China has started making policy changes and announcing tariff exclusions for imports of U.S. agricultural products as part of its commitments under the “Phase One” trade agreement with the United States, the Trump administration said in an update issued Feb. 25.
Secretary of Agriculture Sonny Perdue and U.S. Trade Representative Robert Lighthizer issued a joint statement outlining ways China has begun implementing its agriculture-related commitments under the agreement, which entered into force on Feb. 14.
Perdue and Lighthizer said China has taken the following actions:
- Lifting the ban on imports of U.S. poultry and poultry products, including pet food containing poultry products (Poultry and Poultry Products Announcement);
- Lifting restrictions on imports of U.S. pet food containing ruminant material (Pet Food with Ruminant Ingredients Announcement);
- Updating lists of facilities approved for exporting animal protein, pet food, dairy, infant formula, and tallow for industry use to China;
- Updating the lists of products that can be exported to China as feed additives;
- Updating an approved list of S. seafood species that can be exported to China; and
- Signing a protocol that allows the importation of U.S. fresh chipping potatoes (S. Chipping Potatoes Protocol Announcement);
In addition, they said China has begun announcing tariff exclusions for imports of U.S. agricultural products subject to its retaliatory tariffs (Tariff Exclusion Process Announcement), and it announced a reduction in retaliatory tariff rates on certain U.S. agricultural goods (Tariff Rate Adjustment Announcement). In addition, the NGFA has been informed by high-level USDA officials that periodic telephone conversations have occurred between various U.S. and Chinese officials on sanitary and phytosanitary provisions contained in the trade agreement.
“We look forward to realizing these benefits this year and are encouraged by progress made last week,” Perdue said. “We fully expect compliance with all elements of the deal.”
Meanwhile, on Capitol Hill the House Ways and Means Committee conducted a Feb. 26 hearing on U.S.-China trade, during which Tim Dufault, owner/operator of Dufault Farm in Crookston, Minn., said the tariff dispute that preceded the Phase One deal “has created a vicious cycle on farms like mine” when it comes to lack of market opportunities and reliance on USDA’s Market Facilitation Program (MFP) payments. He also echoed concerns expressed by Committee Chairman Richard Neal, D-Mass., in his opening statement regarding China’s ability to meet its obligations under the agreement given the outbreak of the coronavirus epidemic.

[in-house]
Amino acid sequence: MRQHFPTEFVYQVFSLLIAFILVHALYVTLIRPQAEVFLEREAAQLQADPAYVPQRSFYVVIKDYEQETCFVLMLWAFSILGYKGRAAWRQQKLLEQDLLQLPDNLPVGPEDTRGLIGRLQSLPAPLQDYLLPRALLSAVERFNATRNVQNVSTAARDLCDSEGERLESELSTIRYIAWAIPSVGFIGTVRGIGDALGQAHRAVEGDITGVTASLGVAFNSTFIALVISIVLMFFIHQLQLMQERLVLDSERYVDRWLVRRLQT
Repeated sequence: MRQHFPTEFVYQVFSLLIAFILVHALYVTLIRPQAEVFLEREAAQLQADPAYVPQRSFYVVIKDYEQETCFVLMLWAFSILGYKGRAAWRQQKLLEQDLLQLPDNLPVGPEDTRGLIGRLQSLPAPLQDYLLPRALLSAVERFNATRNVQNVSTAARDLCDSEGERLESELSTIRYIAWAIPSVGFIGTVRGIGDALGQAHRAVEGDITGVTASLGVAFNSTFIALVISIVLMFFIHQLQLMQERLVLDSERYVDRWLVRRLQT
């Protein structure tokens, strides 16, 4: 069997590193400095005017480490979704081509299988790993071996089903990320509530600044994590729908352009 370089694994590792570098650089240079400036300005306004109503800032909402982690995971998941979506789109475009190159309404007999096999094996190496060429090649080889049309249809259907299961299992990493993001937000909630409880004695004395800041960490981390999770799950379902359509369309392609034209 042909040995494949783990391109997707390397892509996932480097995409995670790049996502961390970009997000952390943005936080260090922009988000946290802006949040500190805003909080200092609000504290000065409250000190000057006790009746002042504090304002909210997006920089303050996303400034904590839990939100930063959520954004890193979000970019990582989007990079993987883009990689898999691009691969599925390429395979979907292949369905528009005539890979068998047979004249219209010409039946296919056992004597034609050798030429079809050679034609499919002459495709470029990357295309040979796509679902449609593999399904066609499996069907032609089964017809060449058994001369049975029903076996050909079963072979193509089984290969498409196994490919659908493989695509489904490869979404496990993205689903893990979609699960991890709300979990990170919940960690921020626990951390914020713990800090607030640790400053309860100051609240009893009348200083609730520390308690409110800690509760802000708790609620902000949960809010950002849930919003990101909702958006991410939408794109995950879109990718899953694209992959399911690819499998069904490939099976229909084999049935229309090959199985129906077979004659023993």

“As far as the Phase One deal goes, the purchases, which have not yet materialized, are a promise while the tariffs are real,” Dufault said. “The ag economy doesn’t live on promises….While there are some good provisions in the Phase One deal addressing non‐tariff barriers – those are, at best, singles when what we need is a home run.”
Another farmer witness at the hearing, Rich Guebert, president of the Illinois Farm Bureau, provided an alternative view, testifying that the Phase One provision calling for China to purchase roughly $40 billion worth of U.S. agricultural products in each of the next two years “will provide a huge and timely economic lift” to U.S. agriculture. “We recognize…that the purchases called for in the agreement have not happened yet….We certainly know the markets have yet to move,” Guebert said. “But farmers are optimistic. We understand that we’re just at the beginning of an exciting new chapter and we patiently await the benefits of this new trade agreement.”
Meanwhile, there were indications that China was in the market this week bidding for U.S. sorghum for shipment in April and May, following up on purchases made about a week earlier.
Lighthizer Meets with UK Trade Secretary: In another trade development, Lighthizer met in London on Feb. 27 with United Kingdom (UK) International Trade Secretary Liz Truss, with the UK reporting that the two “reiterated their commitment to get on with negotiating a free trade agreement and improving the bilateral trading relationship” between the two countries.
The UK said it is scheduled to publish its negotiating objectives for the talks next week, with negotiations expected to ensue in early March in London. USTR Chief Agricultural Trade Negotiator Gregg Doud noted that USTR already has pursued preliminary trade promotion authority discussions with Congress on the United States’ negotiating objectives, and will be prepared to begin the negotiations with what he called a “legitimate top 10 market for U.S. agriculture.”